That’s a good problem to have.
SOTA Watch allows opening a long window of spots so you can see everybody who is on.
Golly, yes! Not too many years ago 60 spots a day would have been terrific, and further back there were days with only a handful of spots. It took me several years to get my SS in 2010, but now it can be done in months! And to think that SOTA is still growing…
I entirely agree Gerald. Also you can turn the argument on its head and consider the chaser position. Self-spotting allows chasers to utilise their time more efficiently. Most people lead busy lives and juggling chasing with other activities relies on spots to achieve the maximum chance of making a contact. Few have the time to sit waiting for an activator to come on frequency - even that relies upon the selected frequency being clear. This morning I noted several people having to spot new frequencies due to QRM. Overall I thought the balance was right - no-one appeared to be hogging the limelight.
73, Gerald G4OIG.
I think the frenzy of activity this morning was due to the fact that there was an unusual number activators out on the summits from around 06:00 onwards. This had been organised and does not reflect on the normal activities on the spotting system. As one who uses the system on a regular basis I find it to be a superb system (4 summits in the last 3 days), I also monitor it on a daily basis for chasing and have no complaints.
My only complaint is as happened to me on Y Llethr yesterday is that our spots/activations find their way on to the DX clusters. Please chasers ask the activator if he wants to be placed on a DX cluster with the inevitable extra pile up that ensues sometimes…
73 Allan GW4VPX
I think the real problem is that some people haven’t got those grey sliders at the right hand edge of their windows so cannot adjust the view. Once it has scrolled they think the data is gone!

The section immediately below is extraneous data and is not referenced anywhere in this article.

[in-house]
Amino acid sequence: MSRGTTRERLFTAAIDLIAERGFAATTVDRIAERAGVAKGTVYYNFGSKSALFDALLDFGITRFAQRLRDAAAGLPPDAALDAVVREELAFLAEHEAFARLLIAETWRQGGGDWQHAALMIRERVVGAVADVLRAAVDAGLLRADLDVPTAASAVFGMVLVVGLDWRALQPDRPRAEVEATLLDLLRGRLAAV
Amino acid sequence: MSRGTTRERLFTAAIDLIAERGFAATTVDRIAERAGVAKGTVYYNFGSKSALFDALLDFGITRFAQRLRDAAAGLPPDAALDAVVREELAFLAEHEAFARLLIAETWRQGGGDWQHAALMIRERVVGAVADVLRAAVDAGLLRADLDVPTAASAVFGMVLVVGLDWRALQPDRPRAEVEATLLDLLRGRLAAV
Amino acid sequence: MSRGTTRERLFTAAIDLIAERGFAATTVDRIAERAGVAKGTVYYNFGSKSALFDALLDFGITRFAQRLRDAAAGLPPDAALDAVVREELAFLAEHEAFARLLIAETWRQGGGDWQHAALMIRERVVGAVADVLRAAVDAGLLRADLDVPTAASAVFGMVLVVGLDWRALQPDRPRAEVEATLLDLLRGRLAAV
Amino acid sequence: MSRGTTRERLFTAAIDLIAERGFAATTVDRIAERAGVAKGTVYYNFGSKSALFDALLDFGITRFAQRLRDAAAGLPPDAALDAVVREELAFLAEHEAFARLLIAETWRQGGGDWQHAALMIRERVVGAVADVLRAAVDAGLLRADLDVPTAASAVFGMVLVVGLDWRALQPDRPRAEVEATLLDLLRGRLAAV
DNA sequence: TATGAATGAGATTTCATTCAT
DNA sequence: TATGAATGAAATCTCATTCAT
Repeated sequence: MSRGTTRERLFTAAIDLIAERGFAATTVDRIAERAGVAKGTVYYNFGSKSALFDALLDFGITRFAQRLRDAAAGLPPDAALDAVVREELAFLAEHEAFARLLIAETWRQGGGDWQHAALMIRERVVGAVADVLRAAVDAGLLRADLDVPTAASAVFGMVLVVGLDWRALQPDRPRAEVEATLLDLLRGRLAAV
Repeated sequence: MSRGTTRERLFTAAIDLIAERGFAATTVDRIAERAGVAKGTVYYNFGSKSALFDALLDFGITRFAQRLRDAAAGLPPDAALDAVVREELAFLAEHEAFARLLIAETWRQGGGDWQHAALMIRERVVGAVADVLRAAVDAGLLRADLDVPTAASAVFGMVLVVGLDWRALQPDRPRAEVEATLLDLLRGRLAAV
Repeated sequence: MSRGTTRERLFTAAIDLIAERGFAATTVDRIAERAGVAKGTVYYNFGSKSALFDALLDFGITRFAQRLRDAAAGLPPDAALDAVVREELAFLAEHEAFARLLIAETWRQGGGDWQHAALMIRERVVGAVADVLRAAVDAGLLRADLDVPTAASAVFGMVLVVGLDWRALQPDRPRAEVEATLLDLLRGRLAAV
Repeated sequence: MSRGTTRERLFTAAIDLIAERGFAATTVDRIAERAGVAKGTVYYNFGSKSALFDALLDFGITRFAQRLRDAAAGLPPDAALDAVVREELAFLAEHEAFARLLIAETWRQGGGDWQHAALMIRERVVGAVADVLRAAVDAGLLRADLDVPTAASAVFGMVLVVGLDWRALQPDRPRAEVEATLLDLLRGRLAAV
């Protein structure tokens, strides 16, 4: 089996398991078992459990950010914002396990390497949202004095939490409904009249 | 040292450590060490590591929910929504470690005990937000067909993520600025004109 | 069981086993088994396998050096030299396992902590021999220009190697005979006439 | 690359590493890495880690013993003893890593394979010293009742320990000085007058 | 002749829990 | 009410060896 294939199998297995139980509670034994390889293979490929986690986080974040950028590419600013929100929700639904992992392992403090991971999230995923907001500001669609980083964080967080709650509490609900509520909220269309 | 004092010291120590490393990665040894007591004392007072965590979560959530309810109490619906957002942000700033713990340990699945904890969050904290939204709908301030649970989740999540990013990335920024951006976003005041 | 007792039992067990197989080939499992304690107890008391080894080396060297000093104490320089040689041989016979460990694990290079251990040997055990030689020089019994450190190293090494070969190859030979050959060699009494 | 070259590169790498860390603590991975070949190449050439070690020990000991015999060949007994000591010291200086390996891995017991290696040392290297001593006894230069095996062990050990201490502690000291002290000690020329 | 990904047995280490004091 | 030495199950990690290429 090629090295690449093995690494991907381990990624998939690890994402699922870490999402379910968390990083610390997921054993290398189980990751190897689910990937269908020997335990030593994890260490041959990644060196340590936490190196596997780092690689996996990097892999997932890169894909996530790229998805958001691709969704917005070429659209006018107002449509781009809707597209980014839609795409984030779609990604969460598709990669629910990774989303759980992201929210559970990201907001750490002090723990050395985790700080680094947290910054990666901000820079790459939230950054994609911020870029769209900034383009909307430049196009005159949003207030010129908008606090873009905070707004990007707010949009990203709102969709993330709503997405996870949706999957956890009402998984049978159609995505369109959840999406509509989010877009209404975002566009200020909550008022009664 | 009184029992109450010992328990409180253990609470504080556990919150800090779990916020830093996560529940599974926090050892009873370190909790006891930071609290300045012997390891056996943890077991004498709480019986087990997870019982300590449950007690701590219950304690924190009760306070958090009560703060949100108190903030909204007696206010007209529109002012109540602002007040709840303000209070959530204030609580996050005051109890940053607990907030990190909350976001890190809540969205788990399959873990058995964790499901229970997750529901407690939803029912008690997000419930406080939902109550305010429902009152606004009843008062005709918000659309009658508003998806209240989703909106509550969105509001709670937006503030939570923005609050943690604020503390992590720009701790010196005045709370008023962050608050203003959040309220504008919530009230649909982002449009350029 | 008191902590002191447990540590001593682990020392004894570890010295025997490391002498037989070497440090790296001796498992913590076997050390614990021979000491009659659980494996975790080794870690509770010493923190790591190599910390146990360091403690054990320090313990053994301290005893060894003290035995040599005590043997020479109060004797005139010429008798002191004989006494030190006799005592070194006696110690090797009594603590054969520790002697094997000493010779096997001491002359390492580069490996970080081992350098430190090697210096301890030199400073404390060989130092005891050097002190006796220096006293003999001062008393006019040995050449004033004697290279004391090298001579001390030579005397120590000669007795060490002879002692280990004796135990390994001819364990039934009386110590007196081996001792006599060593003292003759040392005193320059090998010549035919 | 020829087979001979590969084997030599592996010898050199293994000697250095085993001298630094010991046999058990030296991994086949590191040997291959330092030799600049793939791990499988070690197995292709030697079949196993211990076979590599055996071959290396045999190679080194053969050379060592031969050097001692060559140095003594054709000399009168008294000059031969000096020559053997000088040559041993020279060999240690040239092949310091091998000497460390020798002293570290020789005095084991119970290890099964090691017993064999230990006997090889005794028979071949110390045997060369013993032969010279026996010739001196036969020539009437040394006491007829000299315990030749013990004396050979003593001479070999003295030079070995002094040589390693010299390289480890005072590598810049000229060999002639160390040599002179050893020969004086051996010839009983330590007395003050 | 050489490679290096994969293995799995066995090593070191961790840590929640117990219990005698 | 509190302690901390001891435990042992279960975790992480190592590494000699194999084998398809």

All they need to to do is
- roll the mouse wheel
- click the scroll arrows
- drag the scroll bar
- press page_down / page_down key
- press the arrow_down / arrow_up key
- drag their finger across the screen (touch devices)
or best of all just press the biggest key on the keyboard, the space bar, to scroll down a page. You don’t even have to look at the keys to find the space bar. Shift+space bar scrolls up a page. Or they could wait till the next update when their display will jump back to the top.
Funny how a thread that was launched as an expression of positivity has become a grumblefest.
Oh, I don’t know. Grumbling is one of the great tax-free pleasures in life!
Hopefully, the next version of SOTAWatch will be similarly enthusiastic about grouping spots.
I made use of the SOTA spot filter ( SOTAwatch Filter ) to try to extract useful info from the somewhat heavier than usual spot rate. Didn’t catch anything, however, as 20 metres was clobbered by the VDSL re-training comb that seems to pop up here from some neighbouring property any time I hit transmit on the band these days… but that’s another thread.
<slap_forehead> Well, you learn something new every day! </slap_forehead>
I never use it, it only has one speed - too fast!
You do know this is the internet, right?
That was my point exactly. I quite often self-spot at the start of an activation (not always), but I do not spot myself more than once for the same frequency/mode. Many people use RBNHOLE when activating on CW, and in that case it seems hardly necessary to self-spot.
Conscience troubling you, Tom?